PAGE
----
Spatial discontinuity

The vertical subsystem operates as a system of locking and this means that every host individual within a defined area must have a biochemical lock that is different from that of every other host individual. These differences constitute spatial discontinuity (i.e., genetic diversity within a population). The n/2 model (see 4.15) also reveals the need for spatial discontinuity. Indeed, every n/2 pathotype and pathodeme must occur with both an equal frequency, and a random distribution, if this model is to function.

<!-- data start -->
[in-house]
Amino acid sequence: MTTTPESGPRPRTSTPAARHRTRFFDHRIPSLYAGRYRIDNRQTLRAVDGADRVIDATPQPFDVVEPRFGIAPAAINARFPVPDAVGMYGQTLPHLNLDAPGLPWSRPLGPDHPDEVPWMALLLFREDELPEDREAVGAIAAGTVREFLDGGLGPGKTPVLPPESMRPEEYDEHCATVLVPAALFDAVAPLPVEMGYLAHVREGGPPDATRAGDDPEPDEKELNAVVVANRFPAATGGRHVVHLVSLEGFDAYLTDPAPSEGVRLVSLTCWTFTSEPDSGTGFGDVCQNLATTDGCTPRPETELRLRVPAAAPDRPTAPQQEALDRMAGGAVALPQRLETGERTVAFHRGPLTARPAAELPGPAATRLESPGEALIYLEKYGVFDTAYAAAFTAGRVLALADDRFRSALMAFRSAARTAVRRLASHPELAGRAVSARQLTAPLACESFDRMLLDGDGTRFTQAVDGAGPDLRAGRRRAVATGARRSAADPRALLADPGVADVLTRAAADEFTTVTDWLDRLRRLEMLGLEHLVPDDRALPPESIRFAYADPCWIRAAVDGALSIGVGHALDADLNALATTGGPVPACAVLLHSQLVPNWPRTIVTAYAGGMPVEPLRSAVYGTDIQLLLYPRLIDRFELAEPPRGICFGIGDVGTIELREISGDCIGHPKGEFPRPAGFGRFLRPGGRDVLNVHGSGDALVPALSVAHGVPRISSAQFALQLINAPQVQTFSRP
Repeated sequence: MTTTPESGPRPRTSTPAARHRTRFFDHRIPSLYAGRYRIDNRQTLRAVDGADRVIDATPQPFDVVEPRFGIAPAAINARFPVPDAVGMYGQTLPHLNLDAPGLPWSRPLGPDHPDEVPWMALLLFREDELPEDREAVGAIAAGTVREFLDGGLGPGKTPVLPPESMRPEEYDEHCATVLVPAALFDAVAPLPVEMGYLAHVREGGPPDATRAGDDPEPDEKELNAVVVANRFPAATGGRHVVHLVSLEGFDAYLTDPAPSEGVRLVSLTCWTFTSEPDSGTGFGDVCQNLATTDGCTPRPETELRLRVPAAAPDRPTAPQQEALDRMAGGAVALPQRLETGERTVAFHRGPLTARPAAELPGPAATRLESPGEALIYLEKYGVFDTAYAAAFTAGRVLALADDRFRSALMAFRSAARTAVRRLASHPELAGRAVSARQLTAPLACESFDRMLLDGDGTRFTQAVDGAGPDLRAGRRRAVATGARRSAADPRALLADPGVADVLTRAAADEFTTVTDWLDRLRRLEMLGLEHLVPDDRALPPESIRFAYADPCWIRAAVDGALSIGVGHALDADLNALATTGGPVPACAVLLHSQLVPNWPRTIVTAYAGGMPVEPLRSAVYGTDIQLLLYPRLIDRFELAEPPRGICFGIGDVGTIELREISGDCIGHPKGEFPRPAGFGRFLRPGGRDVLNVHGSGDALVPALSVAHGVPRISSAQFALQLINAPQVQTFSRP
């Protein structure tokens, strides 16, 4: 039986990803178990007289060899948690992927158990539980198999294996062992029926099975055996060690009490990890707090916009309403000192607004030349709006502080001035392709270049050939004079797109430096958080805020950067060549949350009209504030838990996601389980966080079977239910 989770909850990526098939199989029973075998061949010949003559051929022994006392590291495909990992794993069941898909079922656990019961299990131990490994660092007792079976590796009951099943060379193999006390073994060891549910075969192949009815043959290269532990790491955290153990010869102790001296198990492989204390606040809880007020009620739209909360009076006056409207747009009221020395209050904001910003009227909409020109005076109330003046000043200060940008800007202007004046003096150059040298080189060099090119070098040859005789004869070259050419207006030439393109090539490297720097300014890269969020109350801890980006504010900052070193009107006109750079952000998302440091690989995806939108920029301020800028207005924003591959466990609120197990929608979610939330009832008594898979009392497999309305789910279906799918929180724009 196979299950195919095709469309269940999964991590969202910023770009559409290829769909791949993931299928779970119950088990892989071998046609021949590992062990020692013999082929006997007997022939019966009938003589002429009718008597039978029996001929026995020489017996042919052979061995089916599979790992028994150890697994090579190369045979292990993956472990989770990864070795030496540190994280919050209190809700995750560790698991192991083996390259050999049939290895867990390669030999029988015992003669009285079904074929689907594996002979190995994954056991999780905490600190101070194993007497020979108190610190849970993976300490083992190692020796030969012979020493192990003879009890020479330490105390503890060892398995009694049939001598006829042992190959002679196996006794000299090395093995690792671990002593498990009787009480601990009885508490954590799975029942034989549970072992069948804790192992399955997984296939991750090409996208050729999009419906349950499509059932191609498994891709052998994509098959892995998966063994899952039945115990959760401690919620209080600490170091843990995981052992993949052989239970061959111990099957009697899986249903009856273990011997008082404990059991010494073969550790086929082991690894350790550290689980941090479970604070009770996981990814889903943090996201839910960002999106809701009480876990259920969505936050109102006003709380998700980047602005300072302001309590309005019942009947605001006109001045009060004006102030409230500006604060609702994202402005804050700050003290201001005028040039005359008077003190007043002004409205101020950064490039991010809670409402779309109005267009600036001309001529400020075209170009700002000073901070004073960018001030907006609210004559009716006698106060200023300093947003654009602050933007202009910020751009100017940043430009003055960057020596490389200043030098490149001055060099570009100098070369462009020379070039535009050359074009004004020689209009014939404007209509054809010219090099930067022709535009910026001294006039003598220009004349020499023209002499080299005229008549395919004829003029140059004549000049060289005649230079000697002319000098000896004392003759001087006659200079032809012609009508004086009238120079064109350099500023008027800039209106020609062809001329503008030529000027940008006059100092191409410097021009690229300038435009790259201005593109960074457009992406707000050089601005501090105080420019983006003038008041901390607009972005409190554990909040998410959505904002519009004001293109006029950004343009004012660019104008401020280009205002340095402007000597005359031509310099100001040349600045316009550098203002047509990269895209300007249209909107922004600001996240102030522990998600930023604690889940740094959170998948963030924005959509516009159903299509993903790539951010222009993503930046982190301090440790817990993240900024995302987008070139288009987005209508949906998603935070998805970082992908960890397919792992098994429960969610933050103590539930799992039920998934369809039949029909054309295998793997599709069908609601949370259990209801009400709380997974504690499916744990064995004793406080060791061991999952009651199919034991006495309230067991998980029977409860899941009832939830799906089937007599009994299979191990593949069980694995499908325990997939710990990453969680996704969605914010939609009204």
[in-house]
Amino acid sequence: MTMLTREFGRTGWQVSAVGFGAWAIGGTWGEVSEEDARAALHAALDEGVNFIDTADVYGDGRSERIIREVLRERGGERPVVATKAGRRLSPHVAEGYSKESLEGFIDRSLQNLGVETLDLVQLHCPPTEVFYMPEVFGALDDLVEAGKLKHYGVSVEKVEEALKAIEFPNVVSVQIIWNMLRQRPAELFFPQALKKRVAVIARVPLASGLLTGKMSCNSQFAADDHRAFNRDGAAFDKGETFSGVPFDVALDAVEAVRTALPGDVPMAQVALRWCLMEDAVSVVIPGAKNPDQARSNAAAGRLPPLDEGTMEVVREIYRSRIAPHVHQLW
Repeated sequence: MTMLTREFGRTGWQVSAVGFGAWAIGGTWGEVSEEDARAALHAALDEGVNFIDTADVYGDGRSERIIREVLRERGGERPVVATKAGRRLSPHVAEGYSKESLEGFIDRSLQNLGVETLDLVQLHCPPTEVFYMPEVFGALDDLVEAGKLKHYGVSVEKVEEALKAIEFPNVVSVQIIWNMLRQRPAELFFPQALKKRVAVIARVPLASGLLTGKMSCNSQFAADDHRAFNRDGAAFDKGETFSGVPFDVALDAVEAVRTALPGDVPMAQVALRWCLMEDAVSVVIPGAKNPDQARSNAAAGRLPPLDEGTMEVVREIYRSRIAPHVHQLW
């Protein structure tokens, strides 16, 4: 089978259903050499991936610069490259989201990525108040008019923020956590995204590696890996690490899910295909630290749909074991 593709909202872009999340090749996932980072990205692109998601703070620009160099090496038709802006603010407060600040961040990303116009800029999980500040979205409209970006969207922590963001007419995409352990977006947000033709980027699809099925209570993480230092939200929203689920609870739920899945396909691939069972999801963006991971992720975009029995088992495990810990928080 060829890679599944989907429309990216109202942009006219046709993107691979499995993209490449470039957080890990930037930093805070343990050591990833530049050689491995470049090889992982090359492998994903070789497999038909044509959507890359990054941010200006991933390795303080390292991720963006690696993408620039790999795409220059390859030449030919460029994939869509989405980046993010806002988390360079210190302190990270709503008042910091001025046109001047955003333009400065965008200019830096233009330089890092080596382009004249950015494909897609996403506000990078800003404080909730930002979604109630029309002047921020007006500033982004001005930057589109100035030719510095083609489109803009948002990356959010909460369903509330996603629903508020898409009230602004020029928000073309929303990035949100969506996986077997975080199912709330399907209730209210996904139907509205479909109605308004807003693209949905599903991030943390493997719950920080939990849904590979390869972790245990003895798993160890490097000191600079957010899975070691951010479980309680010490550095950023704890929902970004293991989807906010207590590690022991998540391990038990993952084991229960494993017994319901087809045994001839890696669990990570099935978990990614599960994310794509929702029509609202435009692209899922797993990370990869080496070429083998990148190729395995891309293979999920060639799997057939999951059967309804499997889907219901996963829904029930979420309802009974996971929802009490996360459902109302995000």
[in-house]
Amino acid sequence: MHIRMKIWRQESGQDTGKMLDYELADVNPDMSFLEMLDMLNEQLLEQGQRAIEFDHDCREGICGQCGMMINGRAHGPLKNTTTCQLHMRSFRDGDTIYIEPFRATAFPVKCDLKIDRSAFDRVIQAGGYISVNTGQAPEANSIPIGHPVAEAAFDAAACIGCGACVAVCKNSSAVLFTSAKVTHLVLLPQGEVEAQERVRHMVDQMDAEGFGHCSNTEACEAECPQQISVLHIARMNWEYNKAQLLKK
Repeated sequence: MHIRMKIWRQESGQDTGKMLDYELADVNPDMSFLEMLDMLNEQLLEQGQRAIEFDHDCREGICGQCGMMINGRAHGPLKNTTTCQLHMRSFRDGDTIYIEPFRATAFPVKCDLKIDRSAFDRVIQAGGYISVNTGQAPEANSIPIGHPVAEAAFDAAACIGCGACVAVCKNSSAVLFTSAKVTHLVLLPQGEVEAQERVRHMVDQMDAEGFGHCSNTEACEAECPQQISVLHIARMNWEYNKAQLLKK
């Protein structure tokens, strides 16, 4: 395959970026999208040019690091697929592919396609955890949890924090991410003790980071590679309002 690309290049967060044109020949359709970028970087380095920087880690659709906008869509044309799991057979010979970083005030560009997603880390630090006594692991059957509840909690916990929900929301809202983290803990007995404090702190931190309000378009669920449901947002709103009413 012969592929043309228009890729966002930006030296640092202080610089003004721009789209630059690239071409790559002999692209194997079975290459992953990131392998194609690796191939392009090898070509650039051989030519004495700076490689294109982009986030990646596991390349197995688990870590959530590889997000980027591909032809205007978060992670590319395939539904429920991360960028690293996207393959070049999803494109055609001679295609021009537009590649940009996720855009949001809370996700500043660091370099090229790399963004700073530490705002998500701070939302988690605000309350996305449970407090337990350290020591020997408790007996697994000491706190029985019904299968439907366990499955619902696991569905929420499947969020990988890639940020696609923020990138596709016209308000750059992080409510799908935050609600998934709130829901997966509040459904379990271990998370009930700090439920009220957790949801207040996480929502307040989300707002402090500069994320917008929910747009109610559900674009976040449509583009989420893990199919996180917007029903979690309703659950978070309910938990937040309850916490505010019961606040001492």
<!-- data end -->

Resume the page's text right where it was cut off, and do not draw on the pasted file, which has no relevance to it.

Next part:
In a discontinuous wild pathosystem, allo-infection from one host individual to another is usually non-matching infection, because of the system of locking of the vertical subsystem. In most crop pathosystems there is no spatial discontinuity. Host population uniformity means that every allo-infection within a cultivar is a matching infection. It is the equivalent of an autoinfection. This provides at least a partial explanation of why a vertical resistance can fail so dramatically in a crop pathosystem, but not in a wild plant pathosystems. (A further reason is the major difference in the levels of horizontal resistance).

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